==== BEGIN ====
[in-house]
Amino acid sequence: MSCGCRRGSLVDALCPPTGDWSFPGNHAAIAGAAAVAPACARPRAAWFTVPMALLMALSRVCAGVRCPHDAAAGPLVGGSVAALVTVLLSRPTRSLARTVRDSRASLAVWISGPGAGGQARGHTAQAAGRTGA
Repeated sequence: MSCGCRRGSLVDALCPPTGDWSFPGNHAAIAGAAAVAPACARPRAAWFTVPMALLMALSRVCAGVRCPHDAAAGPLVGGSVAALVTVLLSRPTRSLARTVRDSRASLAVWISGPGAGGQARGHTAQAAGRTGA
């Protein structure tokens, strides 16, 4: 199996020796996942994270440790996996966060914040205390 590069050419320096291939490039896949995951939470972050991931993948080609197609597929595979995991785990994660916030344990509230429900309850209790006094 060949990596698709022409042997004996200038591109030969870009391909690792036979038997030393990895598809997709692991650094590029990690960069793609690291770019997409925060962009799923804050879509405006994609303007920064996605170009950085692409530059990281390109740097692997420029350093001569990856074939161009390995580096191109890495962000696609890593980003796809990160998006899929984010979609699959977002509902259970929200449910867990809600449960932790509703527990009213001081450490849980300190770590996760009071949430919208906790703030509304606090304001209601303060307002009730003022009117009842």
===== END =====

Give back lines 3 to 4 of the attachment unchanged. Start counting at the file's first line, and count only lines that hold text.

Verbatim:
Repeated sequence: MSCGCRRGSLVDALCPPTGDWSFPGNHAAIAGAAAVAPACARPRAAWFTVPMALLMALSRVCAGVRCPHDAAAGPLVGGSVAALVTVLLSRPTRSLARTVRDSRASLAVWISGPGAGGQARGHTAQAAGRTGA
């Protein structure tokens, strides 16, 4: 199996020796996942994270440790996996966060914040205390 590069050419320096291939490039896949995951939470972050991931993948080609197609597929595979995991785990994660916030344990509230429900309850209790006094 060949990596698709022409042997004996200038591109030969870009391909690792036979038997030393990895598809997709692991650094590029990690960069793609690291770019997409925060962009799923804050879509405006994609303007920064996605170009950085692409530059990281390109740097692997420029350093001569990856074939161009390995580096191109890495962000696609890593980003796809990160998006899929984010979609699959977002509902259970929200449910867990809600449960932790509703527990009213001081450490849980300190770590996760009071949430919208906790703030509304606090304001209601303060307002009730003022009117009842």